Jim Woster

Jim Woster

For about two months prior to the general election, there were more than a few news stories regarding the mail service, how deficient it was and how it would affect the election. I never totally understood the political implications nor do I know much about the delivery of mail in Newark, New Jersey or Austin, Texas. What I do know is that the folks who put the various items in our box are pretty darn good at what they do. I also know they frequently walk on sidewalks and in weather that pose various degrees of challenge, in some cases situations that are downright dangerous.

A great example would be the powerhouse ice storm, which hit our city about six years ago. For a couple of weeks, most everywhere they walked was covered with ice and downed trees. Most of the front steps were the same. And yet by mid-afternoon on the second day the mail was reaching all of the homes in our city. Amazing!

As an aside, why would anyone need another couple of days following the official Election Day to do anything regarding voting? All of us, with any interest at all, have known for a long time the date of the election, the various avenues to vote and the deadlines involved. It’s not, as my kids tell me on the rare occasion that they try to educate me on a topic, “rocket science.”

The absentee process, which Penny and I took advantage of, was simple and well done. We requested and received our ballots in the mail at least a month prior to the election and about two weeks later, dropped the ballots off at the auditor’s office.

Setting aside the lawsuits, there should be no reason that this country is still counting ballots three weeks following the election – at least none that make any sense to this old Stockyards fellow.

So many, many countries would give anything to have access to the voting privilege, which is taken for granted in our country. It may be time that we truly appreciate that privilege.

The folks who tend to the many needs of postal service customers at the post office complex are good at what they do and they are darn good people. It is not uncommon to see one of the mail delivery people in their little vehicle on a Sunday afternoon in the South Sixth Avenue neighborhood. I’m not certain why, but there they are.

I wrote one time about our neighbor of 40 years, who had recently retired after about the same amount of time at the U.S. Postal Service. John Olson – what a warrior – and I suspect he is very representative of the profession.

While pondering the plight of the mail carrier, it took me back 70 years to the fellow who filled the mailboxs for the Schindlers, Kistlers, Wosters, Hamiels and many others, dealing with whatever mother nature dished out. I don’t think Ernie Tagtow ever received an award, but he should have.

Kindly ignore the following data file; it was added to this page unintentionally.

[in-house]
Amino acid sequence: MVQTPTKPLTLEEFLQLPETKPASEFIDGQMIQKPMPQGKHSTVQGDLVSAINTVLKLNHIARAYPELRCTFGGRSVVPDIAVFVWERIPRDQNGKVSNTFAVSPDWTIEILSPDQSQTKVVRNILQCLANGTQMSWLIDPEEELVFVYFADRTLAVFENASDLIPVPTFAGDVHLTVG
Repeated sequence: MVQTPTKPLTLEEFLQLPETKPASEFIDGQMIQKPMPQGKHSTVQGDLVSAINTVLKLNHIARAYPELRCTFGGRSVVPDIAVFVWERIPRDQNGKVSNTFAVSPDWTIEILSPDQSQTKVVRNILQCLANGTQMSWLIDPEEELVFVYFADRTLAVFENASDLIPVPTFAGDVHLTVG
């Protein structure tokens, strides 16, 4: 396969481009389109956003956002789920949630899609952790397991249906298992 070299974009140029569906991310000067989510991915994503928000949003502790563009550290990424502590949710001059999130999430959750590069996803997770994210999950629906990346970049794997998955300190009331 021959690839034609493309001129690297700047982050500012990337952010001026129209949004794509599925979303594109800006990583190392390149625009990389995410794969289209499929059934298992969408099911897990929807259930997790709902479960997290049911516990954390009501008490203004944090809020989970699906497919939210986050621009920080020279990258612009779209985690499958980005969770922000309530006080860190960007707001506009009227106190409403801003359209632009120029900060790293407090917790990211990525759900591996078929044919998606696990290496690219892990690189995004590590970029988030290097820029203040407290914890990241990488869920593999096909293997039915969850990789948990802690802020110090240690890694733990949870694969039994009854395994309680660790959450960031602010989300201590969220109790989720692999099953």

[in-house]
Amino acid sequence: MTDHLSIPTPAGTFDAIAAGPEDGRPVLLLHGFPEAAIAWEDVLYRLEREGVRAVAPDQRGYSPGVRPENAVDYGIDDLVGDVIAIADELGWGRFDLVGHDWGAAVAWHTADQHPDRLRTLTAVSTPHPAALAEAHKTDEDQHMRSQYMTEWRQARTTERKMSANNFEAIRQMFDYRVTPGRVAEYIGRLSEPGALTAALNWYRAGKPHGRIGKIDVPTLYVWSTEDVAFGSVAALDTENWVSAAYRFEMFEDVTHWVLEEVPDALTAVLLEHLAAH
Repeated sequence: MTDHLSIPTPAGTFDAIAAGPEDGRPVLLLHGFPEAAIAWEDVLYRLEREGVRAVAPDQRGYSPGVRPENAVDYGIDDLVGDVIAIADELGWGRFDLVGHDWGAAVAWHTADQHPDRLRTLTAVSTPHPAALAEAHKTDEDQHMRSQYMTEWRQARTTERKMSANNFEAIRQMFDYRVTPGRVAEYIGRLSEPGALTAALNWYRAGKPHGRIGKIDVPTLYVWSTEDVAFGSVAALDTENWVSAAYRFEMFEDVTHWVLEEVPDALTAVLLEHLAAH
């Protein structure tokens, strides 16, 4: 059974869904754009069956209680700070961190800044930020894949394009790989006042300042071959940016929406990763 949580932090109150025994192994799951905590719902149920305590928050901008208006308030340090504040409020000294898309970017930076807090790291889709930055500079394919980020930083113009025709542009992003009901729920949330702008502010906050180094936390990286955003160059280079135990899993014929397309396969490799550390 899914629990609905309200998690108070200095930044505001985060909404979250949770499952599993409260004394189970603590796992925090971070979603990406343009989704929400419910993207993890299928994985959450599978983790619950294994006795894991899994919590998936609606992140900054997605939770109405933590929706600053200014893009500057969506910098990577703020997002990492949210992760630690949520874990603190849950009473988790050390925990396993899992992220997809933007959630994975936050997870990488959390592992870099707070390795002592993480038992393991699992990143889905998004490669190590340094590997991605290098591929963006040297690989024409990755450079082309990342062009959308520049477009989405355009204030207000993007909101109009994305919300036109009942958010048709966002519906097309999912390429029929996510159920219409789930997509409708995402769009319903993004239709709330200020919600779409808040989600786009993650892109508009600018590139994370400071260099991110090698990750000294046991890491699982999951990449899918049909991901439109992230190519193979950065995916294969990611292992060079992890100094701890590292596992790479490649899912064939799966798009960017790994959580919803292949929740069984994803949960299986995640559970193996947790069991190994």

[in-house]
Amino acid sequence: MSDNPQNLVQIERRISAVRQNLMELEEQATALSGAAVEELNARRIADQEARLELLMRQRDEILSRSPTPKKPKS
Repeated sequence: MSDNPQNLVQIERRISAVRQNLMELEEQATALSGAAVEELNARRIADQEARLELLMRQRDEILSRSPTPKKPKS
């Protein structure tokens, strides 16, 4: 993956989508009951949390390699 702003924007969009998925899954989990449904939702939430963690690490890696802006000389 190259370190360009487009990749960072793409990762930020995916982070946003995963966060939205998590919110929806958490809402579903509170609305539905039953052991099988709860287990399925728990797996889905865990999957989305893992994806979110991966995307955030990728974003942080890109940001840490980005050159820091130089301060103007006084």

I’m not certain how he navigated his route because a lot of his traveled roads would have been nothing but dirt or gumbo with very little grade. But he did.

My Sister, Mary Haug, wrote a piece for South Dakota Magazine about the blizzard of Jan. 21, 1952, which set me to thinking about not only that year but the three years preceding it. Several of those years, including 1952, the roads were finally opened with Army caterpillars, leaving mounds of snow along the road, which often reached 15 or 20 feet or more in height. She also wrote about mail drops from Roy Fletcher’s plane and our dad and Milo Kistler plowing to Reliance when weather allowed.

I guess my point is, the blame for late delivery of ballots is not the fault of those who carry the bags but rather it goes directly to those who chose to wait until Election Day or later to drop a ballot in the mail.

As I write this column, 95% of the crop is out, round bales cover the fields, a decent portion of the fall tillage is complete and the market for grain has improved. That improvement will not make wealthy those who put food on our table, but it helps.

I know this Thanksgiving will be different than others but the holiday does and always will include the word thanks. If our family is healthy and we have the capacity to FaceTime or Zoom those who can’t be with us, the day offers us the opportunity to thank our higher power for all that we have been given. God bless each and all.

Jim is associate editor of Tri-State Neighbor and also works with the SDSU Alumni Foundation.